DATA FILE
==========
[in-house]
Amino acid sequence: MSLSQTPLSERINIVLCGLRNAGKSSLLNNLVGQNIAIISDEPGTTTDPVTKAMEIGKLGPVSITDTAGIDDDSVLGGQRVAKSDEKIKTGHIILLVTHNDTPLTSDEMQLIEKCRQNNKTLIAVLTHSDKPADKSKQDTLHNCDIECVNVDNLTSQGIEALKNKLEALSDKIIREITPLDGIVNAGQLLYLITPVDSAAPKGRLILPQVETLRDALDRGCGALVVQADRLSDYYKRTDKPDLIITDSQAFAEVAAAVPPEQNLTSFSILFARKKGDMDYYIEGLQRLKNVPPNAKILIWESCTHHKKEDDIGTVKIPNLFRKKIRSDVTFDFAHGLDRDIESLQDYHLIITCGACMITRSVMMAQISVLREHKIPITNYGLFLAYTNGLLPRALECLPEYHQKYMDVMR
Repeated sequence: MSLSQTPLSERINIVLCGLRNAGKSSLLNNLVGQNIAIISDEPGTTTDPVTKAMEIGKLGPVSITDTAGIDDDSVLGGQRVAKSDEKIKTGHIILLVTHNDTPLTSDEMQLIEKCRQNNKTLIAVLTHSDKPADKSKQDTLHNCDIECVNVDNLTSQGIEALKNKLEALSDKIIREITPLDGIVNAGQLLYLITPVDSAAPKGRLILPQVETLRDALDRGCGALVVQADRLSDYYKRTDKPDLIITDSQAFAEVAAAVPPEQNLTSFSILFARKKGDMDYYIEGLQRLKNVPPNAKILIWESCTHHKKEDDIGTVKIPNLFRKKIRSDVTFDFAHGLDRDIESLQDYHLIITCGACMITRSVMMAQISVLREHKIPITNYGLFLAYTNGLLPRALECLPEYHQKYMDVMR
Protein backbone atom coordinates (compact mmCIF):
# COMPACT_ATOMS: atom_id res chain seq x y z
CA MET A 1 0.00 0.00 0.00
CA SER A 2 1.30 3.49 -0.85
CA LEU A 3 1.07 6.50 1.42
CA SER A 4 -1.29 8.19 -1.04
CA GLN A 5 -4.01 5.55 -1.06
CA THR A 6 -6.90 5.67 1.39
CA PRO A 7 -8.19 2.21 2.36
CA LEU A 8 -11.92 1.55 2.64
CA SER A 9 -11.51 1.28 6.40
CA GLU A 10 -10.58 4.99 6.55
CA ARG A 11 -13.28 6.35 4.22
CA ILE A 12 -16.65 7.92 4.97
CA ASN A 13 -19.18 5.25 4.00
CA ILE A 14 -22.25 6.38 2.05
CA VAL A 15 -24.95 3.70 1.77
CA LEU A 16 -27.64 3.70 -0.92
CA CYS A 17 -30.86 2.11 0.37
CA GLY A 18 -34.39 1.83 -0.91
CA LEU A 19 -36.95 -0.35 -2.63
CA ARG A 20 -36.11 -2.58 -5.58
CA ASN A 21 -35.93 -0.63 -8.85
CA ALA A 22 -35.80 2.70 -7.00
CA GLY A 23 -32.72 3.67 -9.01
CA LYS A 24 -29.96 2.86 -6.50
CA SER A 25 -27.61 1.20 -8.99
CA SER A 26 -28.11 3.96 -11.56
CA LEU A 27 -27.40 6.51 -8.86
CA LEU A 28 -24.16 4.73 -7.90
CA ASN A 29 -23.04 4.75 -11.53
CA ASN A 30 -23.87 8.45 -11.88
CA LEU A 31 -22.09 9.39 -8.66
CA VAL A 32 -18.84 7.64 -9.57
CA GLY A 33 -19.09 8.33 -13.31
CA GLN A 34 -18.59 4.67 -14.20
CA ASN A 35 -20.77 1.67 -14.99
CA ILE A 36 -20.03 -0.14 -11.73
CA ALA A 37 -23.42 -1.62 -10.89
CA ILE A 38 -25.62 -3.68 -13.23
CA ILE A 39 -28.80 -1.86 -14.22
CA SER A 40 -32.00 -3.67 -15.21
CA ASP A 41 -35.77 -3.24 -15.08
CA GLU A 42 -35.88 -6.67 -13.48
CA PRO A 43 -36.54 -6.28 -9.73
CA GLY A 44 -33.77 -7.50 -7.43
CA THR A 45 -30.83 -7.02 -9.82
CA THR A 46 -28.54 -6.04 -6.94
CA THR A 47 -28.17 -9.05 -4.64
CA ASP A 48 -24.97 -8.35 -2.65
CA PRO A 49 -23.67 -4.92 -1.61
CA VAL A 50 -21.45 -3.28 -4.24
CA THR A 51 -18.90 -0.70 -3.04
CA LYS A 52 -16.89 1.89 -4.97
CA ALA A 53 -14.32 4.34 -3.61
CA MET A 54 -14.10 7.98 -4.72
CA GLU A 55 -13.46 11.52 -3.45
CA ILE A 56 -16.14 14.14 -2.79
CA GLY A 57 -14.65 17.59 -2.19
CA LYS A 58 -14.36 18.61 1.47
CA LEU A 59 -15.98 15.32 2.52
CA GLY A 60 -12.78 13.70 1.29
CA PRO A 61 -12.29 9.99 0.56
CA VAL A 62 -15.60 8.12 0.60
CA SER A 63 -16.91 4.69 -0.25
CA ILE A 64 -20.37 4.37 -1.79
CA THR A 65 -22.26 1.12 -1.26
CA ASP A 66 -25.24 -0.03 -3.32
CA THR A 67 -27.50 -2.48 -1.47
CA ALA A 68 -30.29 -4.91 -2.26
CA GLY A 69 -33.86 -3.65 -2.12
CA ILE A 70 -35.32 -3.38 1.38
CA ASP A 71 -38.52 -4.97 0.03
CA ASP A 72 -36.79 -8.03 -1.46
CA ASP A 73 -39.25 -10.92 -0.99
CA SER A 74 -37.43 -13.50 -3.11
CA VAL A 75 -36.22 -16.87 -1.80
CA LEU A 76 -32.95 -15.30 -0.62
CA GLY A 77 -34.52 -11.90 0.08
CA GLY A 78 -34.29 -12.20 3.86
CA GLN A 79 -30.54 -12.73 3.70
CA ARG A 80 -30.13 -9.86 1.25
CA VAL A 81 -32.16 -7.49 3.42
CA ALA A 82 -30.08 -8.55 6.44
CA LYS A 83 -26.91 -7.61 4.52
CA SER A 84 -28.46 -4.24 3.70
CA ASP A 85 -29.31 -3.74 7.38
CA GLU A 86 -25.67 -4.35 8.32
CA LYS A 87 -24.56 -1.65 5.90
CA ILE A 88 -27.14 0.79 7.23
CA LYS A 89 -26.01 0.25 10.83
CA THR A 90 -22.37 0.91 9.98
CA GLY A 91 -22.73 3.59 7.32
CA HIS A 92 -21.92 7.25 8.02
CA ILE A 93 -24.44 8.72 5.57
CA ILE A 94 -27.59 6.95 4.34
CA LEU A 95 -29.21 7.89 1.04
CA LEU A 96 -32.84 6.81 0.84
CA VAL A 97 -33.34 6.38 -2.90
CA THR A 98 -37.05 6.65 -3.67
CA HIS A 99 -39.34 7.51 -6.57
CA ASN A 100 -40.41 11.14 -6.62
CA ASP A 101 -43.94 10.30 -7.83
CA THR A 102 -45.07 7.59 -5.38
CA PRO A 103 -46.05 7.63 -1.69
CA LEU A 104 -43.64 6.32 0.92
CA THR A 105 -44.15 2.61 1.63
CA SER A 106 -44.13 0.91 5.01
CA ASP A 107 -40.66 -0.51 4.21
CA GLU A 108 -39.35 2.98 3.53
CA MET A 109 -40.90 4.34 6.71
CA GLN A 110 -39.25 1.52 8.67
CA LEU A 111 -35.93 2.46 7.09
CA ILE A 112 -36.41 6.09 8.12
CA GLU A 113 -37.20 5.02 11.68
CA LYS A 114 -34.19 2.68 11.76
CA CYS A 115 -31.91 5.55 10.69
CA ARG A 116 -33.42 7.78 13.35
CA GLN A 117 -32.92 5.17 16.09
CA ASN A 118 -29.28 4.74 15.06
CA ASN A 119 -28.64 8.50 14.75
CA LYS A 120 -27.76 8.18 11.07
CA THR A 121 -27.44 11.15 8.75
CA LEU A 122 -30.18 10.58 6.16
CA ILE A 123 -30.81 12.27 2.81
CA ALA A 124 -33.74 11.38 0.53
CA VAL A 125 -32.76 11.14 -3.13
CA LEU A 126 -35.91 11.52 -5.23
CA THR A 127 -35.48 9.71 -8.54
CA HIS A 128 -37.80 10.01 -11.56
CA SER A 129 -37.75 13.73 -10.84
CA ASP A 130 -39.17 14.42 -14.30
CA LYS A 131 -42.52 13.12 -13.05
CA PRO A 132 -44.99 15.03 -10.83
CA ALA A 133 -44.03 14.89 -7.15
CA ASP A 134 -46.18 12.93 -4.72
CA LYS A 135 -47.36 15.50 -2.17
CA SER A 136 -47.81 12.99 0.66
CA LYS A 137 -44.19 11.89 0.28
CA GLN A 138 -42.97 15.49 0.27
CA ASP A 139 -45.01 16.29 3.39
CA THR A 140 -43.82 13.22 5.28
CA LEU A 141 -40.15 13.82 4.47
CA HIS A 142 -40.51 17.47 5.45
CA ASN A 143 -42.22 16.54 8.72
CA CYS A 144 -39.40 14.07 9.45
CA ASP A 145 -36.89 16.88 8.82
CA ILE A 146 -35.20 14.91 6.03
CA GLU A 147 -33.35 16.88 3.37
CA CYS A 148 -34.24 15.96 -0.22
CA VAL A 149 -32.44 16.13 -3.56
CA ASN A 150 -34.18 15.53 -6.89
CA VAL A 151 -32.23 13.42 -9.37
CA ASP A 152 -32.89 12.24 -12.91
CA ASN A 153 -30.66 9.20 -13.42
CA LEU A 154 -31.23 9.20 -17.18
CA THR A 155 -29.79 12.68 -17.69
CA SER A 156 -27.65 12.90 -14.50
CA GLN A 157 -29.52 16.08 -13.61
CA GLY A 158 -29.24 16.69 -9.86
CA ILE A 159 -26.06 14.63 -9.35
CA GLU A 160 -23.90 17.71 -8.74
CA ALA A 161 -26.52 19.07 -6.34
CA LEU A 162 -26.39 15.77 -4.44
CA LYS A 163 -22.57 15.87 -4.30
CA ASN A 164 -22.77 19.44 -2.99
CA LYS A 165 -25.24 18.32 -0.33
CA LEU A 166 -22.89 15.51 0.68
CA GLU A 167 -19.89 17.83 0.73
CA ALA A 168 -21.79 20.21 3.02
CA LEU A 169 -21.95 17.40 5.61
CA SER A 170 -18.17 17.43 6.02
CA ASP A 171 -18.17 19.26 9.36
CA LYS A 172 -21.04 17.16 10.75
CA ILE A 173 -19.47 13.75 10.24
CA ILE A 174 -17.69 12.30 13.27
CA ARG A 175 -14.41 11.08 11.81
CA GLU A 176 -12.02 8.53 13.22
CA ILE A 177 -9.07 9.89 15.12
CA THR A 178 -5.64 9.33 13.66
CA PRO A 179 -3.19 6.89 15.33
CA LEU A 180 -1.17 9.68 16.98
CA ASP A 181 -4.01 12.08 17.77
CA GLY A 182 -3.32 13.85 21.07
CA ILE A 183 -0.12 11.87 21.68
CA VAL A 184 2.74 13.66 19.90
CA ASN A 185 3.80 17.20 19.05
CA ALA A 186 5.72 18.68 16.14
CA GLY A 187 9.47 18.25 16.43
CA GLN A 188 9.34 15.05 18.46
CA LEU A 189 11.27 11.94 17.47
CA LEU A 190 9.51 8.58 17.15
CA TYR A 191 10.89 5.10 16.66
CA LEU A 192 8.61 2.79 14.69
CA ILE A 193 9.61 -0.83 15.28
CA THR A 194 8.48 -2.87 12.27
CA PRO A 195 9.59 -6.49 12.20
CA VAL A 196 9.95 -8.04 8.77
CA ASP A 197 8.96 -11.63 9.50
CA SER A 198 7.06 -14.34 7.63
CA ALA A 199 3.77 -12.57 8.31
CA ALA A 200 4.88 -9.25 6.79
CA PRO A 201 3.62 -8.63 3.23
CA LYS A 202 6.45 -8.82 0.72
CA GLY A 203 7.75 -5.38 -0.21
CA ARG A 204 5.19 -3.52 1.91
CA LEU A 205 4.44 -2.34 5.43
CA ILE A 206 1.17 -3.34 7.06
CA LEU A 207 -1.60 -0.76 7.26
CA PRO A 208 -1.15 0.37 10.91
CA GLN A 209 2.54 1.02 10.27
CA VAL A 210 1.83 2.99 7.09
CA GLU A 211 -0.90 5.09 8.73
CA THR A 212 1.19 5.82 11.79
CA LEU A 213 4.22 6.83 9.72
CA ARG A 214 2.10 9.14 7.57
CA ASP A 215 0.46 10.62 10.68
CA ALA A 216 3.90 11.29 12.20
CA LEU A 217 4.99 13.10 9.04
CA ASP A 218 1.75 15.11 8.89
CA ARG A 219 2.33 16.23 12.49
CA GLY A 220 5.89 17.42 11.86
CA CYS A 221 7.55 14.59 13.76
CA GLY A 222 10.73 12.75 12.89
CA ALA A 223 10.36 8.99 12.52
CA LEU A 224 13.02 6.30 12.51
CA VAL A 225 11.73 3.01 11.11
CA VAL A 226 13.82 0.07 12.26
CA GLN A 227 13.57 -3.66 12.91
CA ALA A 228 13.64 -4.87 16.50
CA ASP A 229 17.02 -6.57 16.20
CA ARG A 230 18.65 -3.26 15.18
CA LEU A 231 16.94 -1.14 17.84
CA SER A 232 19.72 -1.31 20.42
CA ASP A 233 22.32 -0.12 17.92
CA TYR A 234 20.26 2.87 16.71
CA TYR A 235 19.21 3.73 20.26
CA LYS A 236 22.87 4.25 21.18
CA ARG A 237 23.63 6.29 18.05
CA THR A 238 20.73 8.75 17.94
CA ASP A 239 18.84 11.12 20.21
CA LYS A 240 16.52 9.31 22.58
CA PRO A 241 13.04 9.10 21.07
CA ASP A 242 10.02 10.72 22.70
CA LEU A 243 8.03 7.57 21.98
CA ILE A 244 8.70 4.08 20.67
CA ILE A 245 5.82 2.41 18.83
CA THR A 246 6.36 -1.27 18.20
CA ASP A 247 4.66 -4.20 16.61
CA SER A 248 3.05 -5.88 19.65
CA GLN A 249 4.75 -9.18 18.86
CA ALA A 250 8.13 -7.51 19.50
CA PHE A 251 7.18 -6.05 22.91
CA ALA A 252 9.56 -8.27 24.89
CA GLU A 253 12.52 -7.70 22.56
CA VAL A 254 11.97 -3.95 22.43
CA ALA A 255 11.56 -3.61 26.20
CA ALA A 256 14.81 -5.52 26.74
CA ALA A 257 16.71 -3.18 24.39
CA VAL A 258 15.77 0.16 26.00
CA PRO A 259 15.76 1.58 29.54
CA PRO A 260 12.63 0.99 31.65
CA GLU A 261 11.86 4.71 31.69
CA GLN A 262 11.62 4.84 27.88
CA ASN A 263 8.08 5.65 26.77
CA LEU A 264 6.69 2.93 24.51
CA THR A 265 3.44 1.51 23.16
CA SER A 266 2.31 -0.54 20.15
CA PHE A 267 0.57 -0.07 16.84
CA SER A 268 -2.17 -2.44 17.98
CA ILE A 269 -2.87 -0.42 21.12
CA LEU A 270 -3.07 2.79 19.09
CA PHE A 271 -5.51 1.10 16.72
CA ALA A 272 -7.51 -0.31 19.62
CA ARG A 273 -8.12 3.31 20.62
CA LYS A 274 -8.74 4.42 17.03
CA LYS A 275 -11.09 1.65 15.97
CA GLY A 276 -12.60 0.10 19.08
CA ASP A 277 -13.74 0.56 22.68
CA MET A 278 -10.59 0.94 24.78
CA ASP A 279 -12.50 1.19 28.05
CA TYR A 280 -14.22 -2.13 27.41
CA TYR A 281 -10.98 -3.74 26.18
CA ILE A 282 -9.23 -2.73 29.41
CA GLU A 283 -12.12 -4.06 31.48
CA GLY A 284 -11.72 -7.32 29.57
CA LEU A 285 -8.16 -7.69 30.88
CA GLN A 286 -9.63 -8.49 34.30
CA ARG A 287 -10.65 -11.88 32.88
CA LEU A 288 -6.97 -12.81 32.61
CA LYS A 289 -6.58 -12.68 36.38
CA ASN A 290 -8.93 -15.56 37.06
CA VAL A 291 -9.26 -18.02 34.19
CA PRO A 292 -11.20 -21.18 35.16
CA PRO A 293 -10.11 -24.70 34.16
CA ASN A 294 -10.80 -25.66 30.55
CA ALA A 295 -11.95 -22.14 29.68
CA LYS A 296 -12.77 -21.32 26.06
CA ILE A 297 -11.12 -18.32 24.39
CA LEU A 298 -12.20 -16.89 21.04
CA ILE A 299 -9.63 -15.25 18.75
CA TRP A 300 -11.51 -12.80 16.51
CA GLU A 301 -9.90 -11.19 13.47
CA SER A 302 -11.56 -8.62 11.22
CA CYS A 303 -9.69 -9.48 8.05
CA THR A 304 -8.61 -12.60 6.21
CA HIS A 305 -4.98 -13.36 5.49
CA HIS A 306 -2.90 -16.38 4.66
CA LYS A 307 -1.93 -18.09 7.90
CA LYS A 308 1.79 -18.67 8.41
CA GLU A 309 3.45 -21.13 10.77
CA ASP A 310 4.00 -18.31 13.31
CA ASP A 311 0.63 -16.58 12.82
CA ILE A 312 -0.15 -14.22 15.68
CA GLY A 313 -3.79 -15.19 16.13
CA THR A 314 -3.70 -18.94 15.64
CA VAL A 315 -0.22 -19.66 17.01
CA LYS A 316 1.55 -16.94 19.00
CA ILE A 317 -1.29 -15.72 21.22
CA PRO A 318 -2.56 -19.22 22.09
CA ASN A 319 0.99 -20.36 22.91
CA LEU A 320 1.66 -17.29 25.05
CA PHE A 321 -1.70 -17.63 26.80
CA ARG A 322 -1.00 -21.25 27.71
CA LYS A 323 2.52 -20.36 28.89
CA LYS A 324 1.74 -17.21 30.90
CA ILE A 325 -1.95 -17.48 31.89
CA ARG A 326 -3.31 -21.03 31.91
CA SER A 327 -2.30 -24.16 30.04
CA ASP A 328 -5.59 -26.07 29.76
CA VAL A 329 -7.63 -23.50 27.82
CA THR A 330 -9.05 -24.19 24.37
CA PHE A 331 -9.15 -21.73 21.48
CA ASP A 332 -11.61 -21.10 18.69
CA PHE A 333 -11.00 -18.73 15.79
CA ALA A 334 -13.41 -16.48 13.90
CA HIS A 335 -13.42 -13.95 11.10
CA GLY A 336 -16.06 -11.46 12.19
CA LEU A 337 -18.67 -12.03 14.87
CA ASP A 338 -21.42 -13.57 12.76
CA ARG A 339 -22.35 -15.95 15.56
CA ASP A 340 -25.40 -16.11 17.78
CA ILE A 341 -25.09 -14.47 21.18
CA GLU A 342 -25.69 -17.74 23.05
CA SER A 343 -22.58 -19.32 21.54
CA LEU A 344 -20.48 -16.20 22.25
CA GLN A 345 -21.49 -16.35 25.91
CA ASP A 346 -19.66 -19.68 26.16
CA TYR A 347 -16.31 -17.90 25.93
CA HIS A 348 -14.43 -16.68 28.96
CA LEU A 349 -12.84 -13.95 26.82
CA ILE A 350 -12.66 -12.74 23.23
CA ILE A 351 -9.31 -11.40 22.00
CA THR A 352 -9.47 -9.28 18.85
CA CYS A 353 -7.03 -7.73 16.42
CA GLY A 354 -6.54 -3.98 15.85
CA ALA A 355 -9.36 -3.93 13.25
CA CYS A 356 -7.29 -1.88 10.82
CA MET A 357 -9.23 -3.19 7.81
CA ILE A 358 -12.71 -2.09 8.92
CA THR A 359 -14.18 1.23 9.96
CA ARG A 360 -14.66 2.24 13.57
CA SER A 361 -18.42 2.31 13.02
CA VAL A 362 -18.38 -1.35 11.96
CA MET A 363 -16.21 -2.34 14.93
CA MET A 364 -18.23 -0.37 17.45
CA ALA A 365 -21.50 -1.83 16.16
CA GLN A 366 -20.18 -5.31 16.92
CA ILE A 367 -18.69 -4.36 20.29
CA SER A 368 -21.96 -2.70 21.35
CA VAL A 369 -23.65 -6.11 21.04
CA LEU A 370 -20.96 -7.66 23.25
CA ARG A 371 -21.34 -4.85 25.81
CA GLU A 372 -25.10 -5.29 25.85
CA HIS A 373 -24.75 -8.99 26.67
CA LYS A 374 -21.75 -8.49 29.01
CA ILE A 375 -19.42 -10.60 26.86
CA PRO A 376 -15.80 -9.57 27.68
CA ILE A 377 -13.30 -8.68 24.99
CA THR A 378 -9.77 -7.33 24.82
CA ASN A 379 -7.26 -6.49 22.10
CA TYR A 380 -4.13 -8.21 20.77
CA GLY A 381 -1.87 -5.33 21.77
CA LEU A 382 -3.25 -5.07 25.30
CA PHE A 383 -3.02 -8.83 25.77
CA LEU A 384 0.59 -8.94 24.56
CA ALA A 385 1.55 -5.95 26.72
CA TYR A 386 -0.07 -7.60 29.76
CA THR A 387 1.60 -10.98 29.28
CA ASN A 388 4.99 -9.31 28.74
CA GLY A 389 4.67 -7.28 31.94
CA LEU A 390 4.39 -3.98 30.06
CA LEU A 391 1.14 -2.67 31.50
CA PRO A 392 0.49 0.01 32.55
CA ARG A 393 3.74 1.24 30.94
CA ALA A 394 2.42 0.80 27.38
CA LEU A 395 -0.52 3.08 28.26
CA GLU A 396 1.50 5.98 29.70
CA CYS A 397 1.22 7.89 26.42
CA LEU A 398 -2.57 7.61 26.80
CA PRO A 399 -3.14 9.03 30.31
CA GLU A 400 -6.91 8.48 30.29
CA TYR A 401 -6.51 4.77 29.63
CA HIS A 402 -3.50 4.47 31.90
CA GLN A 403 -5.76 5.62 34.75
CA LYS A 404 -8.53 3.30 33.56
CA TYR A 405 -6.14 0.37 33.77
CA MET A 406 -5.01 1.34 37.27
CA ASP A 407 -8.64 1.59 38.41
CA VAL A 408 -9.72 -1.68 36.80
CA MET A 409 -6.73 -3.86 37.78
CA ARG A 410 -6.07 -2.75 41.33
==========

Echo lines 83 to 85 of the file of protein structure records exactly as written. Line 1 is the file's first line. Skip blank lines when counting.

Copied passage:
CA GLY A 78 -34.29 -12.20 3.86
CA GLN A 79 -30.54 -12.73 3.70
CA ARG A 80 -30.13 -9.86 1.25